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In re R.C.

Supreme Court of West Virginia

June 19, 2017

In re: R.C. and E.C.

         Greenbrier County 16-JA-49 & 16-JA-50

          MEMORANDUM DECISION

         Petitioner Father B.C., by counsel R. Grady Ford, appeals the Circuit Court of Greenbrier County's February 2, 2017, order adjudicating him as an abusing parent to R.C. and E.C.[1] The West Virginia Department of Health and Human Resources ("DHHR"), by counsel S.L. Evans, filed a response in support of the circuit court's order. The guardian ad litem ("guardian"), Denise N. Pettijohn, filed a response on behalf of the children in support of the circuit court's order. On appeal, petitioner argues that the circuit court erred in adjudicating him as an abusing parent.[2]

         This Court has considered the parties' briefs and the record on appeal. The facts and legal arguments are adequately presented, and the decisional process would not be significantly aided by oral argument. Upon consideration of the standard of review, the briefs, and the record presented, the Court finds no substantial question of law and no prejudicial error. For these reasons, a memorandum decision affirming the circuit court's order is appropriate under Rule 21 of the Rules of Appellate Procedure.

         In July of 2016, the DHHR filed an abuse and neglect petition against petitioner and the mother.[3] The petition alleged that the mother received no prenatal care, abused drugs during her pregnancy, and that R.C. was born Neonatal Abstinence Syndrome ("NAS").[4] The petition also alleged that petitioner was aware of the mother's lack of prenatal care and that he admitted that he suffers from a neurological condition that has rendered him unable to properly care for the children.[5] According to the petition, petitioner's mother stated that he indicated to her that he could not care for the children.[6]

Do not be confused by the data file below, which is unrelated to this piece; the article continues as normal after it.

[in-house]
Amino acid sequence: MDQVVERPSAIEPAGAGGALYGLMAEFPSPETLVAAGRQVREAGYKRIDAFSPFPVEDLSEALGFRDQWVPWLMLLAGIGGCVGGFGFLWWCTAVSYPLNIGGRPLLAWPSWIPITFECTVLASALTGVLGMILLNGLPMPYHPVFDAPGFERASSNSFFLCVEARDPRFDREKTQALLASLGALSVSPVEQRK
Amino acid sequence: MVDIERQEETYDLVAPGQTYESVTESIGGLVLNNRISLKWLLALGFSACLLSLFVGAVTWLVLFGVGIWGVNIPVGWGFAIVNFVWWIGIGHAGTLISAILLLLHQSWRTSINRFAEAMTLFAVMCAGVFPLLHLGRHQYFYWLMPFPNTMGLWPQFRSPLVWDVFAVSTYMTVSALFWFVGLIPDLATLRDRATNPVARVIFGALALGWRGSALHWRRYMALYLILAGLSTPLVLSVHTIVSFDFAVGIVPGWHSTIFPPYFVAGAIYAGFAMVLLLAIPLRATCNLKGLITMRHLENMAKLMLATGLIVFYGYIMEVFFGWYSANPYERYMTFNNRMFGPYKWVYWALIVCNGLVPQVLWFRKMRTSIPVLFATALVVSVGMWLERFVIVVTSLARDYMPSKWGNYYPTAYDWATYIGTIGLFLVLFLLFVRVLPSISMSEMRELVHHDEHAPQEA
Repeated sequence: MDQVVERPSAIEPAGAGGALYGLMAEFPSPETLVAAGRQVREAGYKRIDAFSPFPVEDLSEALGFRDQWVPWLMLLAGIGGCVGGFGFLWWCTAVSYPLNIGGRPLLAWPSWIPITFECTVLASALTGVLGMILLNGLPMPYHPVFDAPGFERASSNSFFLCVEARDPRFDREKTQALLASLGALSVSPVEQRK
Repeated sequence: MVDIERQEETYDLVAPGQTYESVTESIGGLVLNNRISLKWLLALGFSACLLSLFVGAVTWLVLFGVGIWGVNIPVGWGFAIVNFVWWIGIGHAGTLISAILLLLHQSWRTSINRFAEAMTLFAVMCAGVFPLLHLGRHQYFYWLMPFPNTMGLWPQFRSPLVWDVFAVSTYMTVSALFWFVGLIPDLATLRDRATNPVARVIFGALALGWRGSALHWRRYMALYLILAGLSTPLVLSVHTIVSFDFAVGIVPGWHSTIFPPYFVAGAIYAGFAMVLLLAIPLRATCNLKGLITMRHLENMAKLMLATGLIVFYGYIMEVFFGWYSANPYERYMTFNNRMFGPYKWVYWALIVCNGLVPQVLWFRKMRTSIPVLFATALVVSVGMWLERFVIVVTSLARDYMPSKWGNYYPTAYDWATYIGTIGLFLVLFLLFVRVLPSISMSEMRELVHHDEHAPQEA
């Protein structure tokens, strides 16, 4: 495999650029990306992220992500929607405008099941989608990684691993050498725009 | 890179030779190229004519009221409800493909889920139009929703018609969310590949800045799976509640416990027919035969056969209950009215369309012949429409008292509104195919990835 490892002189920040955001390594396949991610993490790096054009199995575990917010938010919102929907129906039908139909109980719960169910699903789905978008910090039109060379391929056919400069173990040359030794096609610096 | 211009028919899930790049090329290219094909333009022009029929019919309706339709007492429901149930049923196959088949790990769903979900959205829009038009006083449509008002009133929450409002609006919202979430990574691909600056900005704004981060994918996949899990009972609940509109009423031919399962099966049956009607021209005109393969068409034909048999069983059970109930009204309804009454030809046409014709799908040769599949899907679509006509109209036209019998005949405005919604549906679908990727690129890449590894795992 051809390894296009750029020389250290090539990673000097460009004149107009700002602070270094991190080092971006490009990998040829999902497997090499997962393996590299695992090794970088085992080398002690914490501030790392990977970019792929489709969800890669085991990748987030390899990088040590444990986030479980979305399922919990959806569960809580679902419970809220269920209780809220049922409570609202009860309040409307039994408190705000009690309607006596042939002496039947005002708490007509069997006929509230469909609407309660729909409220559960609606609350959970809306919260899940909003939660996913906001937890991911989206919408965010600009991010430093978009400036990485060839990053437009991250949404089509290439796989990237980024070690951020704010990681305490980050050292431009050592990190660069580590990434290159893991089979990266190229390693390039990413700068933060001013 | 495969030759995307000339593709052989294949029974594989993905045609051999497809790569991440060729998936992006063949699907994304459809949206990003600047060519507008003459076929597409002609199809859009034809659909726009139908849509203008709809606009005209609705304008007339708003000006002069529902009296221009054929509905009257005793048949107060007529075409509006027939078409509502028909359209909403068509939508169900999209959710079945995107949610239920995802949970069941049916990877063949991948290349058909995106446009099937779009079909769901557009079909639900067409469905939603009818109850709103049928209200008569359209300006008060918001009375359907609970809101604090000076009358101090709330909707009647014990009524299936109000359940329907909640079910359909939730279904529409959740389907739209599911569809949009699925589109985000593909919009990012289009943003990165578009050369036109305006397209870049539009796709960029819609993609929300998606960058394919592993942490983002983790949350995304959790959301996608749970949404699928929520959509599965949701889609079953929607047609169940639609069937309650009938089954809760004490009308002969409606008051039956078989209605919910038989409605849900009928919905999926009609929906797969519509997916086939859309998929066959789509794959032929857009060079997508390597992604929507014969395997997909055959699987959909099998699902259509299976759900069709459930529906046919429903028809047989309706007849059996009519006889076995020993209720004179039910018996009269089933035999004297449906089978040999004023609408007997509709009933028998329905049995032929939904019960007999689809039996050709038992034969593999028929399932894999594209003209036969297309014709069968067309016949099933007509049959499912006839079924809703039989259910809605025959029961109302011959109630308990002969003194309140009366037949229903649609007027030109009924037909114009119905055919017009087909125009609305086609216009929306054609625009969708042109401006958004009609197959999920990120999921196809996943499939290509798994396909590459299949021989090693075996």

In January of 2017, the circuit court held an adjudicatory hearing wherein petitioner withdrew his previously filed motion for a pre-adjudicatory improvement period. A DHHR worker testified that petitioner was named in the abuse and neglect petition because of his admitted inability to parent the children. She also testified that petitioner's admitted inability to parent poses a risk of danger to the children "if [he is] not able to care or protect" them. Based on the evidence presented, the circuit court, by order dated February 2, 2017, adjudicated petitioner of neglecting the children due to his admitted inability to parent and found that the children's physical and mental health were threatened by petitioner's inability to supervise or provide care for the children. The circuit court placed petitioner on a post-adjudicatory improvement period.[7]It is from that February 2, 2017, order that petitioner appeals.

         The Court has previously established the following standard of review in a case such as this: